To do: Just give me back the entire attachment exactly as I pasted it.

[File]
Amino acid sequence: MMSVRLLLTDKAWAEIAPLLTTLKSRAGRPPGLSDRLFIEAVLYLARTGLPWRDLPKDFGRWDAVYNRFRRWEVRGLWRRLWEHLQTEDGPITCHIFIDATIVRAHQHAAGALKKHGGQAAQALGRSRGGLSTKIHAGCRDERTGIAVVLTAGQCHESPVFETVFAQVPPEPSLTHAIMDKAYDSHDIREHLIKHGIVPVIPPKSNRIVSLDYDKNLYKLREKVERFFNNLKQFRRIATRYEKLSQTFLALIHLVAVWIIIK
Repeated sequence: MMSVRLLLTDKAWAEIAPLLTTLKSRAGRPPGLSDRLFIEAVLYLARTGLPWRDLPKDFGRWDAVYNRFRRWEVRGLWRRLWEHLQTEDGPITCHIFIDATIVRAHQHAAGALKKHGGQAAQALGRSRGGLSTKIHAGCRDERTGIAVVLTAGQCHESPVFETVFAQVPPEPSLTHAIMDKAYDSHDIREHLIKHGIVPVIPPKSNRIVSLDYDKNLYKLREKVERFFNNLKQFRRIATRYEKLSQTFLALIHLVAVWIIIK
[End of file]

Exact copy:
Amino acid sequence: MMSVRLLLTDKAWAEIAPLLTTLKSRAGRPPGLSDRLFIEAVLYLARTGLPWRDLPKDFGRWDAVYNRFRRWEVRGLWRRLWEHLQTEDGPITCHIFIDATIVRAHQHAAGALKKHGGQAAQALGRSRGGLSTKIHAGCRDERTGIAVVLTAGQCHESPVFETVFAQVPPEPSLTHAIMDKAYDSHDIREHLIKHGIVPVIPPKSNRIVSLDYDKNLYKLREKVERFFNNLKQFRRIATRYEKLSQTFLALIHLVAVWIIIK
Repeated sequence: MMSVRLLLTDKAWAEIAPLLTTLKSRAGRPPGLSDRLFIEAVLYLARTGLPWRDLPKDFGRWDAVYNRFRRWEVRGLWRRLWEHLQTEDGPITCHIFIDATIVRAHQHAAGALKKHGGQAAQALGRSRGGLSTKIHAGCRDERTGIAVVLTAGQCHESPVFETVFAQVPPEPSLTHAIMDKAYDSHDIREHLIKHGIVPVIPPKSNRIVSLDYDKNLYKLREKVERFFNNLKQFRRIATRYEKLSQTFLALIHLVAVWIIIK